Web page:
A new ruling recently passed by the Library of Congress now covers technologies and electronics of many, MANY types, ranging from consumer electronics to farming equipment and online education platforms and 3D printings. This new ruling essentially provides exemptions to the — dismal and frustrating, if you’re a techie — Digital Millennium Copyright Act (DMCA), which was INTENDED to prevent copyright policy, but was too broad and overreached too a point where it allowed questionable restrictions on repairing/updating/modding your own electronics to online content takedowns.
Continue reading “Right to Repair & Video Game Archiving Protected by new Copyright Ruling…”
Speed in tech is an awesome thing. Nowadays many of us can appreciate bullet-quick solid-state hard drives (SSDs) and fiber-optic networks (like Google Fiber; PLEASE come to San Antonio), but the best way to appreciate something is to understand where it all came from. Before the days of the aforementioned technology we now use, there was the telegraph, and even further back we can see that data travel everywhere by train. A hacker named Maximilien recreated that locomotive golden era of transferring information using LEGO, Arduino and Linux. Even though this method will definitely lack the bandwidth, the point is the nod to the historical relevance of networking. While the latency of the network is awful, the bandwidth is actually pretty good. Continue reading “A LEGO Data Network Protocol?! Are You Foolin’ Me?!”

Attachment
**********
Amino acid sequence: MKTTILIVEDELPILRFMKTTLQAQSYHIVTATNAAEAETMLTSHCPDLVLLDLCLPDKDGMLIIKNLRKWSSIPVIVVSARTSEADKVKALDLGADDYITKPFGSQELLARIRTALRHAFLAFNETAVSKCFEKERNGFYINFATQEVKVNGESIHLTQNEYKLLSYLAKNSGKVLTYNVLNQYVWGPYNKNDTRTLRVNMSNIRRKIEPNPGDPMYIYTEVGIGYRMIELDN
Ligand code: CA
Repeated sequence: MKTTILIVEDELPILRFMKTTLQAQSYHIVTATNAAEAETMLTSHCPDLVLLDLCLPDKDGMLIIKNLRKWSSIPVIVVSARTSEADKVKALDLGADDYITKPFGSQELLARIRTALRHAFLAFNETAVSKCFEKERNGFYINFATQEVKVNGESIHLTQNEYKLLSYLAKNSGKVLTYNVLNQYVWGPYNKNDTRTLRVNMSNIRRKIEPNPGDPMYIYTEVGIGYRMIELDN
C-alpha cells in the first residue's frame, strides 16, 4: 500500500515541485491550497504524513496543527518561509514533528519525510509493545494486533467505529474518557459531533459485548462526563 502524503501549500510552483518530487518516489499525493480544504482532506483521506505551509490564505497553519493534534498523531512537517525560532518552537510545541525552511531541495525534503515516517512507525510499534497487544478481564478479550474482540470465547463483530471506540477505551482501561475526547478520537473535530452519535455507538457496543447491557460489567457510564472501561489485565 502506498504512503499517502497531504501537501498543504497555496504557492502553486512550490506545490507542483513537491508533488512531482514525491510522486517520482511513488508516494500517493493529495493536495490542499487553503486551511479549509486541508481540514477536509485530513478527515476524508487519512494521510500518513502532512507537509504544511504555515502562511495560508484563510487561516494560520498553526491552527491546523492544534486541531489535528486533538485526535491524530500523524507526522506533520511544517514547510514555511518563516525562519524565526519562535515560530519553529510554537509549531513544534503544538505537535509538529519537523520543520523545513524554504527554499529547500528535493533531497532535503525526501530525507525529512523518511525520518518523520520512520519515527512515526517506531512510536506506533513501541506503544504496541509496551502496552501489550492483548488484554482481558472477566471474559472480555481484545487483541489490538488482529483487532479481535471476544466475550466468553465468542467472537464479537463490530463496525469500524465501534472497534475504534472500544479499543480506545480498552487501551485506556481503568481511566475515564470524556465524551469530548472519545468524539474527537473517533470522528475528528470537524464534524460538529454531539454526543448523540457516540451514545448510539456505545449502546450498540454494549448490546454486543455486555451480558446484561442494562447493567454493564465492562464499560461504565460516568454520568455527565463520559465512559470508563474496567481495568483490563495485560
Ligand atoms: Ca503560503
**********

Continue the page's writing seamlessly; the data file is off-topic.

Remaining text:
This week’s episode of The PractitioNERD (the 2nd version) discusses a leaning architectural work that NOT a tower in Pisa (the Roman Colosseum), robots printing 3D structures out of soil and sand (the Stone Spray project), electroshock “therapy” via a Sega Genesis/Mega Drive (Furrtek’s “Gene-Zap” project), and Hulk Hogan cartoon from the eighties (Hulk Hogan’s Rock ‘N’ Wrestling). …also, THE QUESTION OF THE WEEK!! ARCHITECTURE … Continue reading Leaning Colosseums, “Wall-E” Builds, Shocking Gaming & WWF Cartoonage – WIRed #7